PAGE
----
Moldova police say they foiled Russia-backed unrest plot

Moldovan demonstrators put their hands in the air and hold Moldova national flags during a protest organized by a Moldovan member of parliament on behalf of the "Sor" opposition party in Chisinau on March 12, 2023. (AFP)
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Updated 13 March 2023
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Moldova police say they foiled Russia-backed unrest plot

  • The demonstrators are demanding that the government fully cover the costs of winter energy bills and to “not involve the country in war.” They have repeatedly called on President Maia Sandu to step down

CHISINAU, Moldova: Police in Moldova said they foiled a plot by groups of Russia-backed actors who were trained to cause mass unrest during a Sunday protest against the country’s new pro-Western government.
The head of Moldova’s police, Viorel Cernauteanu, said in a news conference that an undercover agent had infiltrated groups of “diversionists,” some Russian citizens, who allegedly were promised $10,000 to organize “mass disorder” during the protest in the capital, Chisinau. Seven people were detained, he said.
Separately, police said they arrested 54 protesters, including 21 minors, who exhibited “questionable behavior” or were found to be carrying prohibited items, including at least one knife.
The protest Sunday is one of several held in recent weeks organized by a group calling itself Movement for the People, which is backed by Moldova’s Russia-friendly Shor Party, which holds six seats in the country’s 101-seat legislature.
The demonstrators are demanding that the government fully cover the costs of winter energy bills and to “not involve the country in war.” They have repeatedly called on President Maia Sandu to step down.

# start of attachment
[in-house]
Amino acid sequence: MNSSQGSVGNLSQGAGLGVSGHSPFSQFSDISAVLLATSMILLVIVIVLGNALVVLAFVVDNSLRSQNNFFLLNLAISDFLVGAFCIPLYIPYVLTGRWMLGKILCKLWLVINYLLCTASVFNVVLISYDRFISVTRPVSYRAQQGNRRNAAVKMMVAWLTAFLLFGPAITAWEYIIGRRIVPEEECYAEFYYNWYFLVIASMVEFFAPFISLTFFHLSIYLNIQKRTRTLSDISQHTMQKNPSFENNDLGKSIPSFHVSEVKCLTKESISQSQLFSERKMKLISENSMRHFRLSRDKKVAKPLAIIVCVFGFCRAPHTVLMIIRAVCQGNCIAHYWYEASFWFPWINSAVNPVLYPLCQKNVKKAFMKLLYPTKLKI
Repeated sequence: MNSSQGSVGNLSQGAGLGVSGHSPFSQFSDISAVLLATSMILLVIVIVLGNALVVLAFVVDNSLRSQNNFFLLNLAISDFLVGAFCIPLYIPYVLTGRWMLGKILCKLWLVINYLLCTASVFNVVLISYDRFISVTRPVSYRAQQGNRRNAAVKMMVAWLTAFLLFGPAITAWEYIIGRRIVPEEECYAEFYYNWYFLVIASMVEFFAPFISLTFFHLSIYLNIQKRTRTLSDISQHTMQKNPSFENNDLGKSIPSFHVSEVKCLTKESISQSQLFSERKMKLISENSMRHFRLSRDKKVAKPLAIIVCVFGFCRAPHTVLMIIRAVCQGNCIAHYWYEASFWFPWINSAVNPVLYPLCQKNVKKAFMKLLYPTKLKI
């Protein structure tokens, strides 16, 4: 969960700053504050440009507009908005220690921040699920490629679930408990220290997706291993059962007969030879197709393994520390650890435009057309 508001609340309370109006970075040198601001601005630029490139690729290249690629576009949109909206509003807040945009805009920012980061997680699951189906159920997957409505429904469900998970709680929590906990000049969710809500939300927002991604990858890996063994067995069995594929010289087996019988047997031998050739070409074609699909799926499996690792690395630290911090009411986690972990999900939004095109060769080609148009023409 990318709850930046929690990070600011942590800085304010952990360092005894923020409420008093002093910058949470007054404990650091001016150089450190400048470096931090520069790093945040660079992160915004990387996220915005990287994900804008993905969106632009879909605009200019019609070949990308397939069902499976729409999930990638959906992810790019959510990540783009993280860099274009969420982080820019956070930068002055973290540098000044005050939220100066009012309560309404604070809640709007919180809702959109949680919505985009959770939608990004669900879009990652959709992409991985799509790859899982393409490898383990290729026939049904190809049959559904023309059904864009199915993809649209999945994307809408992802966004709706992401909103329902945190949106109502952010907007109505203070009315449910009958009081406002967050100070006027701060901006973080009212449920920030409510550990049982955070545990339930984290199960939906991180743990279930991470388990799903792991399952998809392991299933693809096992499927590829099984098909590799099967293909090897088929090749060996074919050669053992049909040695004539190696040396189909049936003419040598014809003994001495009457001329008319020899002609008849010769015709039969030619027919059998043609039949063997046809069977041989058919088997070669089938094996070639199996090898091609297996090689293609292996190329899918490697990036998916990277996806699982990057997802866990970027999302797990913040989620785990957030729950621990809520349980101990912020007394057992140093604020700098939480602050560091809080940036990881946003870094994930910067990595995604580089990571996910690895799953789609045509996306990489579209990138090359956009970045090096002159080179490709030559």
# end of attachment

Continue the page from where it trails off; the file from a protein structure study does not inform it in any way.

Police said that four bomb threats on Sunday, including one at the capital’s international airport, had been registered, which they called “an ongoing part of the destabilization measures” against Moldova, a former Soviet republic with a population of about 2.6 million.
Moldova’s border police also said Sunday that 182 foreign nationals in the last week have been denied entry into Moldova, including a “possible representative” of Russia’s Wagner Group, the private military company that is fighting in Ukraine, Moldova’s war-torn neighbor.
The police announcement Sunday comes just days after US intelligence officials said they have determined that actors with ties to Russian intelligence are planning to use protests in Moldova, a European Union candidate since last June, as a basis to foment an insurrection against the country’s government.
On Saturday, Moldova’s national anti-corruption agency said that it has seized more than 220,000 euros ($234,000) during searches in a case of alleged illegal party financing of the Shor Party by an organized criminal group.
The agency said that car searches of “couriers” for the Shor Party discovered the money stuffed into envelopes and bags in various currencies, and that it was earmarked to “pay for the transport and remunerate people who come to the protests organized by the party.”